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Programs > Farm Worker Justice > Programs Help Arizona Farm Workers

Programs Help Arizona Farm Workers

By SARAH ENNIS

Tucked into the far southwest corner of Arizona, the city of Yuma holds a surprising and well-kept secret.  The city produces over 90 percent of the world’s lettuce during the winter months, and is rightfully titled, “the winter lettuce capitol of the world.”  
 
But lettuce cannot cultivate and harvest itself.  Many hands are needed to sustain this industry and provide the United States with fresh produce every day.  Farm workers fulfill this crucial role and are largely responsible for supplying America with daily fruits and vegetables. 
 
Often unseen and overlooked, farm workers live and work in the agriculture industry of every state of the country.  Although not all workers are documented, the U.S. Department of Agriculture still estimates that there are about 754,680 farm workers employed in the United States, with over 37 percent of them working in the Southwest. In the Yuma region alone, at least 50,000 farm workers are employed during the busy lettuce season. 
 
Despite the demand for jobs that the lettuce harvest provides in Yuma, it is not always easy for migrant workers to obtain safe and legal work.  In fact, a July 2011 USDA National Agriculture Workers Survey estimated that only about half of all farm workers are legally employed.  
 
Visas
The H-2A visa system offers migrant laborers temporary entry into the United States to fulfill seasonal agricultural work, but due to its long and complicated process, both workers and employers are disinclined to use the visa program.  The H-2A system is a well-meant effort, but the reality of unfair wages and poor living conditions persist, calling for a new approach to aiding the migrant farm worker. 
 
In order to accommodate the influx of migrant workers and provide them with jobs on farms, Catholic Relief Services and the Dioceses of Tucson and Mexicali launched a program called Manos Unidas (United Hands).  This program took quick strides by initiating a nonprofit organization called CITA (Centro Independiente de Trabajadores Agricoles, Independent Agricultural Workers Center).  CITA helps workers gain guest worker visas under the H-2A system and places them with employers.  CITA is trying to model just and legal farm labor that is beneficial to both workers and employers.  
 
“Farm workers face many challenges relating to their consistently low incomes,” said Janine Duron, Executive Director of CITA. “It is rare for a farm worker to enjoy eligibility for health insurance. Disability insurance is unheard of for workers in one of the top three most dangerous jobs in the nation.” Through job placement and educational programs, CITA daily tries to address these challenges, and they are not alone their effort.
 
Diocesan Support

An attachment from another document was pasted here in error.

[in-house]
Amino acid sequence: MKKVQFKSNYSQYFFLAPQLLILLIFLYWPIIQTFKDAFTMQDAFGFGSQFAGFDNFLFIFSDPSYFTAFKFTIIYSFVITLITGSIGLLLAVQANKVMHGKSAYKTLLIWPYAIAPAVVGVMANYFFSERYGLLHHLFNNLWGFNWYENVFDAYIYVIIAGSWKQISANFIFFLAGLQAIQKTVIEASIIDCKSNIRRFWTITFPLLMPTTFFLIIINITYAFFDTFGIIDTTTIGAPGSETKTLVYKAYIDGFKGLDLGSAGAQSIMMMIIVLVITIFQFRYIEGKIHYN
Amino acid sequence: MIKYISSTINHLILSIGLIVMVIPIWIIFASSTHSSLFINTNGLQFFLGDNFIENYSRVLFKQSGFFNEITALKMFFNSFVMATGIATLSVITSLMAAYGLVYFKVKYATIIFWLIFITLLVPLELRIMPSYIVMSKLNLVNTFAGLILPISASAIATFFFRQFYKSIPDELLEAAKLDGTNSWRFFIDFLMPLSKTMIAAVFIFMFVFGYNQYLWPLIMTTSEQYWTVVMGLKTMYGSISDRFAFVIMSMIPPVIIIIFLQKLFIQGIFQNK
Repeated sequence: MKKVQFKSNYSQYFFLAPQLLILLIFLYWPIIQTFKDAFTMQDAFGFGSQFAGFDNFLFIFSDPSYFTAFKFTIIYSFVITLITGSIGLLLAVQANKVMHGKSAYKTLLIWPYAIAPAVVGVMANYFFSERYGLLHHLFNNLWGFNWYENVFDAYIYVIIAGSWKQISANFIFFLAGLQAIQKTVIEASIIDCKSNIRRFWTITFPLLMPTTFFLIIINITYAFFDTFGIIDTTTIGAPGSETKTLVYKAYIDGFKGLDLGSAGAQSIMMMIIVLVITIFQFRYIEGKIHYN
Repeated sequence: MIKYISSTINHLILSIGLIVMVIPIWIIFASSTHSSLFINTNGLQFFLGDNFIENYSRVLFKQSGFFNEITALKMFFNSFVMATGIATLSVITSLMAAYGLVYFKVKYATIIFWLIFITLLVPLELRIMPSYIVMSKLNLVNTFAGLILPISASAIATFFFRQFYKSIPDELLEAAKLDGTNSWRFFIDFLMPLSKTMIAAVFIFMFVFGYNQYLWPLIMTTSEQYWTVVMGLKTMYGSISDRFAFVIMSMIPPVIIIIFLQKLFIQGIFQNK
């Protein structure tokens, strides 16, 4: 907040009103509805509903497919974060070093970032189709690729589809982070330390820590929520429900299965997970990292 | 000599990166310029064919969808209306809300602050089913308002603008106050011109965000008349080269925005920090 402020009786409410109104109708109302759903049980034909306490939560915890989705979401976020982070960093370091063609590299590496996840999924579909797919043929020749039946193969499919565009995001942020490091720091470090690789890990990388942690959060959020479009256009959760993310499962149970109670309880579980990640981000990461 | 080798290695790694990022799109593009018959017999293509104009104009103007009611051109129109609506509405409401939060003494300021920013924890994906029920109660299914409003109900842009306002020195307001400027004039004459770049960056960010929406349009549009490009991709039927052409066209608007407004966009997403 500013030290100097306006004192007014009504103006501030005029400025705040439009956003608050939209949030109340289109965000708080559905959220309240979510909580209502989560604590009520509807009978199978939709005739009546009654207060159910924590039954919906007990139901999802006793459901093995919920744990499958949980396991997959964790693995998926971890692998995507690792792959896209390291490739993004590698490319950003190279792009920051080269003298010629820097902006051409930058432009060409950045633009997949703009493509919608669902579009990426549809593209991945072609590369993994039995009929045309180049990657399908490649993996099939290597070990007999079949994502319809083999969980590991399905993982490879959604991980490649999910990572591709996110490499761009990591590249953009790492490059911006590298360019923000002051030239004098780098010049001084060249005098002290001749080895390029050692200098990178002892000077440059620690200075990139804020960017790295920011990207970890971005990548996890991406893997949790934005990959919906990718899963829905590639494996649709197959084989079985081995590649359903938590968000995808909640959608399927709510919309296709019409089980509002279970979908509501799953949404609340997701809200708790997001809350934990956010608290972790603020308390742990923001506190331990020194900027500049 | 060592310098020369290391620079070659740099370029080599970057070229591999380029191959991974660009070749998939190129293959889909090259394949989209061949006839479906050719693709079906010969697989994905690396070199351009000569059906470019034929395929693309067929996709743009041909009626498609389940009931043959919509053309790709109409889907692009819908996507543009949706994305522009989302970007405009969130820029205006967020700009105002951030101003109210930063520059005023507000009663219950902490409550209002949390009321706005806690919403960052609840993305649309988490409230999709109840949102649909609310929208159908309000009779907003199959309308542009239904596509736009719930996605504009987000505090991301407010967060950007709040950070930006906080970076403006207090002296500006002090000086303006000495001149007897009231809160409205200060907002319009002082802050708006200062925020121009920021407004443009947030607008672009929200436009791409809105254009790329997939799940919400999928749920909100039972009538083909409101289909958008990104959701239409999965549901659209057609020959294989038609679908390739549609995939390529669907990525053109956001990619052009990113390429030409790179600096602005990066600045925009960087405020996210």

The Diocese of Tucson, Ariz., is also striving to offer farm workers ministry and support.  
 
“Bishop Kicanas, his staff, parish members, and associates are very involved in the fight for dignity for working families,” Duron said.  “They sponsor and participate in forums [and] hold an annual prayer meeting in our Dia del Campesino (Farm Worker Appreciation Day) near Yuma, Ariz.” 
 
Emilio and Silvia Lopez, pastoral leaders in the diocese’s farm worker ministry, work closely with many farm laborers and have first-hand experience reaching out to the workers.
 
“The ministry of the diocese is to see the needs of agricultural workers (especially in evangelization and the sacraments) and ensure their welfare,” Silvia said.  The Pastoral Campesina Ministry, conducted through various workshops, is truly responding to a need in the Tucson area.  
 
“The diocese saw the need to develop leaders [among farmworkers], so that they themselves might provide for the needs of the farmers,” Silvia said. 
 
She also reflected on the difficulty agricultural workers have assimilating to the pastoral care that the diocese offers.  
 
“[This ministry] is an area in the Church that they have not experienced and it is new and surprising for the agricultural worker, but we have had a favorable response,” she said.  “You need to be in more connection with them in a straightforward manner.”    
 
Another difficulty for the ministry is to practically and effectively make the ministry accessible to farm workers.  “The strongest challenge is…to continue offering a comprehensive education (spiritually, morally, and socially) to [farm workers], their families, and their communities,” Silvia said.
 
Despite the challenges, the Campesina Ministry undoubtedly benefits these migrant workers whose service to the American food system is extremely important.  
 
Ultimately, the collaborative work of the various programs, Manos Unidas, CITA, and the Campesina Ministry, is making valuable strides towards enriching the lives of both farm workers and their employers.   Duron humbly recognizes the reciprocal blessing of her efforts.
 
“We work with and for the loveliest people and our hearts continue to be motivated by them and the good employers who love and appreciate them as well,” she said.
 
*This article originally appeared in the Spring 2012 issue of Catholic Rural Life.

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